Once, when I was six years old I read a magnificent story. It was called The Little Prince, and if its narrative wasn’t a marvel of clarity, still it struck me for the storyteller’s extraordinary sense of wonder. An aviator who had once longed to be an artist told of the time he crashed his plane in the vast Sahara; there, on a windswept dune, he met an intriguing little man from another planet—a Little Prince who, with his deceptively simple stories about knee-high volcanos and vainglorious roses and sundry ridiculous men, reminded the Aviator of the difference between so-called “matters of consequence” and the genuinely important things in life. In the 52 years since its publication, Antoine de Saint-Exupéry’s poignant fable has been re-imagined many times, most recently as a motion picture and a stage musical. I haven’t seen the film (though I hear unpleasant things about it), but I can say from experience that the Olney Theatre’s new production of the musical adaptation doesn’t quite capture the charm of the book.
There’s much that’s good at Olney—Christopher Pickart’s outstanding set, John Scoullar’s sensitive story adaptation, Rick Cummins’ often delightful score—but what’s missing is that crucial sense of wonder. Christopher Rath, as the Aviator, tries too hard to summon it, and director Jim Petosa doesn’t seem to grasp that it is the Aviator’s capacity for wonder, not the elusive religio-mythic figure who rekindles it in him, that gives resonance to Saint-Exupéry’s story.
The central lesson in The Little Prince is that we adults don’t always spend enough time establishing connections to the people and things we call our own—that “the taming of things,” or more generally, the joint investment of self in a relationship, is “an act too often neglected.” But it isn’t the Little Prince’s regret at leaving behind the fox he tames nor his pining for the distant rose upon whom he once lavished such attention that teaches this lesson. It is the Aviator’s apprehension of these things—his eventual understanding of these small mysteries and his own piercing grief at the finality of the Little Prince’s departure—that carries the weight of Saint-Exupéry’s message. Yes, the Prince performs the magic, but it’s the Aviator—the adult, the us in the tale—who comes away transformed, and so he is necessarily the one who must carry the show. Tall and rangy in his coveralls and flight jacket, Rath is an engaging presence, but he isn’t up to the burden. He’s constantly digging for emotions rather than being surprised by them; neither his sorrow nor his joy seems organic.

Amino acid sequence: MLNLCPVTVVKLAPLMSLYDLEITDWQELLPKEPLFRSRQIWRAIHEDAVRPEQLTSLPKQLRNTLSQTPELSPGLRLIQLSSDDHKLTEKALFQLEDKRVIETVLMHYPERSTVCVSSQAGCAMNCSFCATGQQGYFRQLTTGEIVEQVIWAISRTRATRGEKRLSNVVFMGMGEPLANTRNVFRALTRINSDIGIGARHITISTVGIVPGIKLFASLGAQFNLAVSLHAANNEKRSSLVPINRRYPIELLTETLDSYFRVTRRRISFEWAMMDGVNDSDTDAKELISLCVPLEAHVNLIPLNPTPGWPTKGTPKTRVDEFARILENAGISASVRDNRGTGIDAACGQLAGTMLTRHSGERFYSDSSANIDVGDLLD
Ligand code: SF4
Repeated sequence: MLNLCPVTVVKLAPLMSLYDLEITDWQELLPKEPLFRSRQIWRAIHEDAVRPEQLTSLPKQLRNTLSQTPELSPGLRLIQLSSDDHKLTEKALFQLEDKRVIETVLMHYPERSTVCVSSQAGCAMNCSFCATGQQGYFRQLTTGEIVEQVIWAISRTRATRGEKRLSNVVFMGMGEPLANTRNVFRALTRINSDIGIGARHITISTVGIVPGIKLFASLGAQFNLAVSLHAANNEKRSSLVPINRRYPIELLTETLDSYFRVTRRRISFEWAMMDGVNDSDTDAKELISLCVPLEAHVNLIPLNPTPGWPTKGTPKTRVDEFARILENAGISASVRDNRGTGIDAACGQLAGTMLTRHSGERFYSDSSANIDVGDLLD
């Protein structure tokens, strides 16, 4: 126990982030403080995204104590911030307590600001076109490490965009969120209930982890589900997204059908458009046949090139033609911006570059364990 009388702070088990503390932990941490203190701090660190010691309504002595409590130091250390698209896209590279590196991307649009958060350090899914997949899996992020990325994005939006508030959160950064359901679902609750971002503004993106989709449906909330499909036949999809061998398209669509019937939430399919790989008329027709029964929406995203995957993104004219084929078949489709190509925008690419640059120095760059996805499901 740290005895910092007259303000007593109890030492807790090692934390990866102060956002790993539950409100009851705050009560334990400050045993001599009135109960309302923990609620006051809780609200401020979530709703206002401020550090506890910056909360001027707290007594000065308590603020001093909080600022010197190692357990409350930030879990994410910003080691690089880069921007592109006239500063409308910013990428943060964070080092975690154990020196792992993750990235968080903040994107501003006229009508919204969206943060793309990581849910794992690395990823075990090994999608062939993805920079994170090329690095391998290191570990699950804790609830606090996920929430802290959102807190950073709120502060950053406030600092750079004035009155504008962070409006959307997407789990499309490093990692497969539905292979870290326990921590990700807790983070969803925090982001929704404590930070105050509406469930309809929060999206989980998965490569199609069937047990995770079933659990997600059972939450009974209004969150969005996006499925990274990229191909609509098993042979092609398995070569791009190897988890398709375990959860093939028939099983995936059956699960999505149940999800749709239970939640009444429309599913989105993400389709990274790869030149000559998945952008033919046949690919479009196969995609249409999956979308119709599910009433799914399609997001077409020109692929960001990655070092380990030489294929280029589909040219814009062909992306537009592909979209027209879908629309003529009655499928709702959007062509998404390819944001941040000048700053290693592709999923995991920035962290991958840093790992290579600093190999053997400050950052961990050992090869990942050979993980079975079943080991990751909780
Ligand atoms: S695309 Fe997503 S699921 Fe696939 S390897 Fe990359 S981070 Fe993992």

As the Little Prince—the messianic figure who descends from the heavens, works his miracle, and sacrifices himself to return to the one he left behind—Matthew Mezzacappa acquits himself reasonably well. The part has a daunting number of lines for a child actor, which Mezzacappa handles with aplomb, but it also requires him to negotiate several complex songs, in which he sounds a trifle underpowered; whatever his other skills, he’s no belter, and Olney’s occasionally cantankerous amplification only underscores the thin sound of his upper register. And for some reason, Mezzacappa and Rath never really warm to each other; their affection seems forced, which may be another reason this production never quite clicks.
Bev Appleton is alternately amusing and annoying as various subsidiary characters—a single-minded businessman, an uncommonly accommodating king, a fox more wise than wily. His Conceited Man is unnecessarily, almost offensively, fey, a quality absent from both book and script. Jill Geddes, though, is a delight as the Rose, whose demands drive the Little Prince from his planet and to whom (he learns) he ultimately must return. She’s enjoyably saucy at the outset, and honestly bereaved when her keeper decides to abandon her.
Her singing voice is a dream, silvery and light and perfectly controlled. “I Love You, Goodbye” is probably the show’s musical high point, both for Geddes’ performance and for the delicious hint of ambiguity it adds to what is otherwise a necessarily reductive adaptation (nuances tend to fall by the wayside when you add 18 songs to a story), but “I Love You, Goodbye” actually raises new questions about the Aviator’s past and the women—mother? lover?—he may have left behind. Geddes also plays (with no little relish) the glittering, insidious Snake, in a costume so far over the top that designer Stacia Reinhardt must’ve grown giddy just thinking it up.
Of several well-constructed songs, the Little Prince/Rose duet “What a Beautiful…” is the most exuberant; “Day After Day,” in which the Prince tames the Fox, is the cleverest (evocative agitato figures in the piano’s left hand echo Appleton’s vulpine growls). The Aviator’s uninspired signature piece grows stale after the second of its four appearances, though, and the Snake’s sinuous ditty is pretty much tuneless.
One other thing: I was 27 when I first read The Little Prince, not six. Tradition and authorial intent to the contrary, this isn’t a children’s story, except on the surface. There were querulous noises being made all over the house on press night; they were coming from the under-12 set who were understandably entranced by the color and the flash and the romance, but who couldn’t quite figure out what all this “taming” business had to do with space travel and princes and talking plants.CP